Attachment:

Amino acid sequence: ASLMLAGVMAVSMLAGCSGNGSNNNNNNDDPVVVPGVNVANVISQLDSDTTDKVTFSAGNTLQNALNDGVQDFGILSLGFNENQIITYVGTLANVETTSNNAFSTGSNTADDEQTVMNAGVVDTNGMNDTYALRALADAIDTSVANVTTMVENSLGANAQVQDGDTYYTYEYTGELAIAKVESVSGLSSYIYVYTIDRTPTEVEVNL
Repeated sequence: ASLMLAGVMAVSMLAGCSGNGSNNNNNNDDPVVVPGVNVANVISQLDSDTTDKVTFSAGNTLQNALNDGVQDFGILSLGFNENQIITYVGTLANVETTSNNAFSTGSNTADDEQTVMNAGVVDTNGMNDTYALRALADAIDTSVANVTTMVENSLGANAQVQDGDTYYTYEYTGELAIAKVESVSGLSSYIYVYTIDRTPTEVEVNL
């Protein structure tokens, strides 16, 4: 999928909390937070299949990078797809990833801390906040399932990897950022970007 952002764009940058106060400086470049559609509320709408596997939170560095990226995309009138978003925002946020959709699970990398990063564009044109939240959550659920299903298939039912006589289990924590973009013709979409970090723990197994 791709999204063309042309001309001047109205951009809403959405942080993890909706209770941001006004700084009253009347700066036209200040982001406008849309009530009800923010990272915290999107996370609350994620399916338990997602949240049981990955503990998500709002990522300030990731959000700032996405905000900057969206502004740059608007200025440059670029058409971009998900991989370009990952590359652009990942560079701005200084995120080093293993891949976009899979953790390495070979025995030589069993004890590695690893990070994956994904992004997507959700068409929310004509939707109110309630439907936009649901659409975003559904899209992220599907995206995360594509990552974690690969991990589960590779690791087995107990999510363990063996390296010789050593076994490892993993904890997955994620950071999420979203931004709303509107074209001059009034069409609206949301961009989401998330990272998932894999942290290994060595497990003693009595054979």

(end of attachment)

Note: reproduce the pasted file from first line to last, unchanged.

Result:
Amino acid sequence: ASLMLAGVMAVSMLAGCSGNGSNNNNNNDDPVVVPGVNVANVISQLDSDTTDKVTFSAGNTLQNALNDGVQDFGILSLGFNENQIITYVGTLANVETTSNNAFSTGSNTADDEQTVMNAGVVDTNGMNDTYALRALADAIDTSVANVTTMVENSLGANAQVQDGDTYYTYEYTGELAIAKVESVSGLSSYIYVYTIDRTPTEVEVNL
Repeated sequence: ASLMLAGVMAVSMLAGCSGNGSNNNNNNDDPVVVPGVNVANVISQLDSDTTDKVTFSAGNTLQNALNDGVQDFGILSLGFNENQIITYVGTLANVETTSNNAFSTGSNTADDEQTVMNAGVVDTNGMNDTYALRALADAIDTSVANVTTMVENSLGANAQVQDGDTYYTYEYTGELAIAKVESVSGLSSYIYVYTIDRTPTEVEVNL
């Protein structure tokens, strides 16, 4: 999928909390937070299949990078797809990833801390906040399932990897950022970007 952002764009940058106060400086470049559609509320709408596997939170560095990226995309009138978003925002946020959709699970990398990063564009044109939240959550659920299903298939039912006589289990924590973009013709979409970090723990197994 791709999204063309042309001309001047109205951009809403959405942080993890909706209770941001006004700084009253009347700066036209200040982001406008849309009530009800923010990272915290999107996370609350994620399916338990997602949240049981990955503990998500709002990522300030990731959000700032996405905000900057969206502004740059608007200025440059670029058409971009998900991989370009990952590359652009990942560079701005200084995120080093293993891949976009899979953790390495070979025995030589069993004890590695690893990070994956994904992004997507959700068409929310004509939707109110309630439907936009649901659409975003559904899209992220599907995206995360594509990552974690690969991990589960590779690791087995107990999510363990063996390296010789050593076994490892993993904890997955994620950071999420979203931004709303509107074209001059009034069409609206949301961009989401998330990272998932894999942290290994060595497990003693009595054979």